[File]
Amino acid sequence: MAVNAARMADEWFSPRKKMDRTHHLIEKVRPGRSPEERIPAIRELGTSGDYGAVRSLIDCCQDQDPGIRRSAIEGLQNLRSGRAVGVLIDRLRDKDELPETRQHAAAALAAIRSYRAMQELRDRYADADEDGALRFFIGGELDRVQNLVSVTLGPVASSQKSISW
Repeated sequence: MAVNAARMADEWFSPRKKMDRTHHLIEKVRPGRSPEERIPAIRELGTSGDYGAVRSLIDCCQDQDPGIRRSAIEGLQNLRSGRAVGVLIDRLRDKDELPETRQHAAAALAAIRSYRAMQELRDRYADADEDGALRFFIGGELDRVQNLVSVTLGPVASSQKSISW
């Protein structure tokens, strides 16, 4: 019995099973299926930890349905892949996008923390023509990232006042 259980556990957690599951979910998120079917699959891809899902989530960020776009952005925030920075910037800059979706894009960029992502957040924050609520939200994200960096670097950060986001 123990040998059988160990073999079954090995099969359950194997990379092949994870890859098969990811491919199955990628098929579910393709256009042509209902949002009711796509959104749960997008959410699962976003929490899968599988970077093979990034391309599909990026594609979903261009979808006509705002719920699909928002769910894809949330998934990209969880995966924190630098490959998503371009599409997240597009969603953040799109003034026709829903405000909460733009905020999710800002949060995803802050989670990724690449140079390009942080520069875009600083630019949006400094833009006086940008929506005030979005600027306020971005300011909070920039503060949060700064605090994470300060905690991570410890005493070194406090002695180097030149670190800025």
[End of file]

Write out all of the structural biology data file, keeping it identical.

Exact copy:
Amino acid sequence: MAVNAARMADEWFSPRKKMDRTHHLIEKVRPGRSPEERIPAIRELGTSGDYGAVRSLIDCCQDQDPGIRRSAIEGLQNLRSGRAVGVLIDRLRDKDELPETRQHAAAALAAIRSYRAMQELRDRYADADEDGALRFFIGGELDRVQNLVSVTLGPVASSQKSISW
Repeated sequence: MAVNAARMADEWFSPRKKMDRTHHLIEKVRPGRSPEERIPAIRELGTSGDYGAVRSLIDCCQDQDPGIRRSAIEGLQNLRSGRAVGVLIDRLRDKDELPETRQHAAAALAAIRSYRAMQELRDRYADADEDGALRFFIGGELDRVQNLVSVTLGPVASSQKSISW
């Protein structure tokens, strides 16, 4: 019995099973299926930890349905892949996008923390023509990232006042 259980556990957690599951979910998120079917699959891809899902989530960020776009952005925030920075910037800059979706894009960029992502957040924050609520939200994200960096670097950060986001 123990040998059988160990073999079954090995099969359950194997990379092949994870890859098969990811491919199955990628098929579910393709256009042509209902949002009711796509959104749960997008959410699962976003929490899968599988970077093979990034391309599909990026594609979903261009979808006509705002719920699909928002769910894809949330998934990209969880995966924190630098490959998503371009599409997240597009969603953040799109003034026709829903405000909460733009905020999710800002949060995803802050989670990724690449140079390009942080520069875009600083630019949006400094833009006086940008929506005030979005600027306020971005300011909070920039503060949060700064605090994470300060905690991570410890005493070194406090002695180097030149670190800025």